ABOUT ECUADOR

Ecuador’s name comes from the Equator, which divides it unequally, putting most of the country in the Southern Hemisphere. It may be the smallest Andean country, but it has four distinct and contrasting regions. The Costa, or coastal plain, grows enough bananas to make the country the world’s largest exporter of the fruit. The Sierra, or Andean uplands, offers productive farmland. Oil from the Orient, jungles east of the Andes, enriches the economy. The Galápagos Islands, volcanic islands 960 kilometers west of Ecuador, bring tourism revenue with its unique reptiles, birds, and plants.

The country is divided ethnically as well as regionally. About 10 percent of the population is of European descent, about a quarter belong to indigenous cultures, and the rest are of mostly mixed ethnicity. Those of Spanish descent often are engaged in administration and land ownership in Quito and the surrounding Andean uplands; this is also where most of the indigenous people live—many are subsistence farmers.

As a result, land-tenure reform is an explosive issue. The city of Guayaquil dominates the coastal plain, largely populated by mestizos. Guayaquil—the country’s largest city, major port, and leading commercial center—is a rival to Quito. This is the wealthiest part of Ecuador, and complaints that tax revenues are squandered in the capital are common.

Regional and ethnic issues contribute to political instability for Ecuador’s democracy.

ECONOMY
Industry: Petroleum, food processing, textiles, metal work
Agriculture: Bananas, coffee, cacao, rice; cattle; balsa wood; fish
Exports: Petroleum, bananas, shrimp, coffee, cacao

Ecuador is a country straddling the equator on South America’s west coast. Its diverse landscape encompasses Amazon jungle, Andean highlands and the wildlife-rich Galápagos Islands. In the Andean foothills at an elevation of 2,850m, Quito, the capital, is known for its largely intact Spanish colonial center, with decorated 16th- and 17th-century palaces and churches including the ornate Compañía de Jesús cathedral.

Population: 15.74 million (2013) World Bank
Capital: Quito; 1,451,000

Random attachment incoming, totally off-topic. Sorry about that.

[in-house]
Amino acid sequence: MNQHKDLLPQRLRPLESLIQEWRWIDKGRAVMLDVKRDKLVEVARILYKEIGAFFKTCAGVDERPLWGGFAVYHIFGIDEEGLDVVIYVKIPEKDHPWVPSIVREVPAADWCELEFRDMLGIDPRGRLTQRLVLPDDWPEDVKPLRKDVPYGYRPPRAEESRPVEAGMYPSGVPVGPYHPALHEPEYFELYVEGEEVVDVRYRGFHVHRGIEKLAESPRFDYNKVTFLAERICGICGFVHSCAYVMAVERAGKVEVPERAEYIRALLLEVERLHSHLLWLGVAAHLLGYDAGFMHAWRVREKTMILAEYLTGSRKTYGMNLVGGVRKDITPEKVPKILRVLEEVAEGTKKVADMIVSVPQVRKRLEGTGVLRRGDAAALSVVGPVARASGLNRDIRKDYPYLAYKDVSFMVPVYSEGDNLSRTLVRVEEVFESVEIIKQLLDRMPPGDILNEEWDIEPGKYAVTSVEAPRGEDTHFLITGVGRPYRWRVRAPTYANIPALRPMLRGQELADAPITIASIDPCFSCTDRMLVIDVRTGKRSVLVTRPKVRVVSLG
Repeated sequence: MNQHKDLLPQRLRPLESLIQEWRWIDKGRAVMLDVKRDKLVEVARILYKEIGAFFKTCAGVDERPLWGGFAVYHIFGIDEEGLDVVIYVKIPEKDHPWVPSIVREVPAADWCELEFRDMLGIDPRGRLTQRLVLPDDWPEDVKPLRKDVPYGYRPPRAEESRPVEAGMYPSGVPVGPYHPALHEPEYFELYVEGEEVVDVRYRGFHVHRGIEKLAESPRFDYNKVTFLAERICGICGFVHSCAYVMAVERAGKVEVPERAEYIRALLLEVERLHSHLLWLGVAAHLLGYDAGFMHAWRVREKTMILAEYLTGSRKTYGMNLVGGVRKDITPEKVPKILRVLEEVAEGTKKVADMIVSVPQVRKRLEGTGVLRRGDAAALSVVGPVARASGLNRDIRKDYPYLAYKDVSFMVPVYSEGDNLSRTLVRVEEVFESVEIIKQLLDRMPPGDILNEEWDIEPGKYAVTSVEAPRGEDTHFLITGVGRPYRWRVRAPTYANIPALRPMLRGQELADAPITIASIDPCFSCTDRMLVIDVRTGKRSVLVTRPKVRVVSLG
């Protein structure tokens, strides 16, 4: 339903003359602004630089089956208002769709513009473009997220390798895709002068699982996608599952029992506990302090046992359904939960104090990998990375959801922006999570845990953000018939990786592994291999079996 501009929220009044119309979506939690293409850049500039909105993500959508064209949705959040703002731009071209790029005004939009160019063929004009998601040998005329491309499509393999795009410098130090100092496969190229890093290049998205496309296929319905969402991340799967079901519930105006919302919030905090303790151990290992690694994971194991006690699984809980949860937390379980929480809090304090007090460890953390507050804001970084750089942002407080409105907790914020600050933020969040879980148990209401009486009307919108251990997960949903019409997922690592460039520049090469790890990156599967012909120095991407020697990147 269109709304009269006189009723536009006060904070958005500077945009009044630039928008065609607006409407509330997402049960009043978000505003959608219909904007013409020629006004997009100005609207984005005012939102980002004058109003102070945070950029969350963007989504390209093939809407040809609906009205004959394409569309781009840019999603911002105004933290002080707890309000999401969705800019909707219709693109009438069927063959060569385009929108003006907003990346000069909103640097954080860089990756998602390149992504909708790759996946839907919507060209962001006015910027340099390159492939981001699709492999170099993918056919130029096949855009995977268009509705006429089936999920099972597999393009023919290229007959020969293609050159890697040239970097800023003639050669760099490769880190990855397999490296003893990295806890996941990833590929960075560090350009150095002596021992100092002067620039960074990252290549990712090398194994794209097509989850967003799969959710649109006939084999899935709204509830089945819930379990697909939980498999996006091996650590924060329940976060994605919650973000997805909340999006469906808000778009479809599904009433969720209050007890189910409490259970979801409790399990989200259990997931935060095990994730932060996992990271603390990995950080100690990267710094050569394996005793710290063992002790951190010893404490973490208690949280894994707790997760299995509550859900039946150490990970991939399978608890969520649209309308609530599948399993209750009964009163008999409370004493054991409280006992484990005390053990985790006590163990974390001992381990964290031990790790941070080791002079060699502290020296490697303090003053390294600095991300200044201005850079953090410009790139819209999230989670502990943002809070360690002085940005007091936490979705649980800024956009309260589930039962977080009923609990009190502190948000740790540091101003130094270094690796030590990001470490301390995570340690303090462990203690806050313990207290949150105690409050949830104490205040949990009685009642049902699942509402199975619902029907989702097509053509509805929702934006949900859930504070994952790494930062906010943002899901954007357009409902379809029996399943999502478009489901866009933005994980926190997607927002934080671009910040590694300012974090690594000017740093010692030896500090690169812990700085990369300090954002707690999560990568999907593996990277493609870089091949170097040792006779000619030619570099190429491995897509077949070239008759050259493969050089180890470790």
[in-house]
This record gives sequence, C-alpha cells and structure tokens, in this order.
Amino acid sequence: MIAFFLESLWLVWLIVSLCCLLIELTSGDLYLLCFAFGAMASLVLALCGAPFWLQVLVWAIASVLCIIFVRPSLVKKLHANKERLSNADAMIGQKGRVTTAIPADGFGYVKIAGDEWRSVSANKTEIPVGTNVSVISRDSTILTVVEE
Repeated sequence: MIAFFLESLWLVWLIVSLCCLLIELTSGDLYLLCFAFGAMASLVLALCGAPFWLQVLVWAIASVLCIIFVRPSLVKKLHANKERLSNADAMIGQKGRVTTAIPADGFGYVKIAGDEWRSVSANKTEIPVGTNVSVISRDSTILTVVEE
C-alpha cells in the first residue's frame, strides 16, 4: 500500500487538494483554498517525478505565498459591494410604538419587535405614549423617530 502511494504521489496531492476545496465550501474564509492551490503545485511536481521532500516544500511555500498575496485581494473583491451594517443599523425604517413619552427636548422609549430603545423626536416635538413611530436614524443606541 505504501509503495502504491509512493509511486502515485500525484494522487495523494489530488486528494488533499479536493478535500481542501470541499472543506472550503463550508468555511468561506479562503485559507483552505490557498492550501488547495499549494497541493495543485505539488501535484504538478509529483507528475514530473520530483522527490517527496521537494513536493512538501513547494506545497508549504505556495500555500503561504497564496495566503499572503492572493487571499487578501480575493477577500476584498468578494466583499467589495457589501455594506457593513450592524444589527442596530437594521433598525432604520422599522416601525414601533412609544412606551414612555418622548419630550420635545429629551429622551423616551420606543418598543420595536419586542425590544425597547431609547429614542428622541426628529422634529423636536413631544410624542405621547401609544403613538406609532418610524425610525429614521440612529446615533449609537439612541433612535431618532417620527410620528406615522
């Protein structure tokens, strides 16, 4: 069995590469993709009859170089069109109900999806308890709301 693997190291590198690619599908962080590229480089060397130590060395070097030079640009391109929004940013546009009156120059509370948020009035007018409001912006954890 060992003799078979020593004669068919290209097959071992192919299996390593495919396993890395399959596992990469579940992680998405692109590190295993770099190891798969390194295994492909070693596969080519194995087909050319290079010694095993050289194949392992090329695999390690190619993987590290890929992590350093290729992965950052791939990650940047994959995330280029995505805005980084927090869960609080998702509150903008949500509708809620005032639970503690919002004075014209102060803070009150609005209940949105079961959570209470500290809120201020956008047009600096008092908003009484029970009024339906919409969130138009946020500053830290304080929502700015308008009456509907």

Area: 283,560 square kilometers (109,483 square miles)
Language: Spanish, Quechua
Religion: Roman Catholic
Life Expectancy: 71
GDP per Capita: U.S. $3,200
Literacy Percent: 93
Currency: United States Dollar
Population: 15.74 million (2013) World Bank
Country Code: +593
President: Rafael Correa

ABOUT GEORGIA

Learning about Georgia begins with understanding the profile of the people who live here — and the perspectives of those who live outside the state.

Georgia’s demographic profile reveals a citizenry that is highly diverse and well educated—with ample evidence that Georgians are enterprising and inventive.

Georgia’s great geographical location with its access to four major U.S interstate highways, as well as its extensive rail system, make the state of Georgia an unbeatable logistical starting point both domestically and internationally. 80 percent of the U.S can be accessed within a two-day drive from Georgia. International export is also improved via the two deep-water seaports in Savannah georgia-mapand Brunswick, which can serve all major ocean carriers and export goods to 153 out of the 195 countries around the world.

Georgia is home to 16 Fortune 500 headquarters much thanks to its business-friendly climate. This environment enables companies to start or expand a profitable business with smaller risks.

The State of Georgia’s key industries include Aerospace, Automotive, Information Technology (IT) and Life Science, among many more.

Metro Atlanta’s increasing population, smart tax incentives, and great climate (resulting in a long travel season), combined with the top-ranked airport and highway system in the nation, and makes Georgia a natural place to start a business.

Hartsfield-Jackson International Airport situated in Atlanta is the world’s busiest passenger airport, with non-stop flights to 89 international cities in 55 countries around the globe.

Georgia prides itself on being a diverse state with one of the nation’s most diverse populations. Georgia also has a greater variation of business owners compared to the national average. For example African Americans own 20.4 percent of business firms, which is triple to the national average. The amount of women-owned firms also exceeds the national percentage.

Resource: www.georgia.org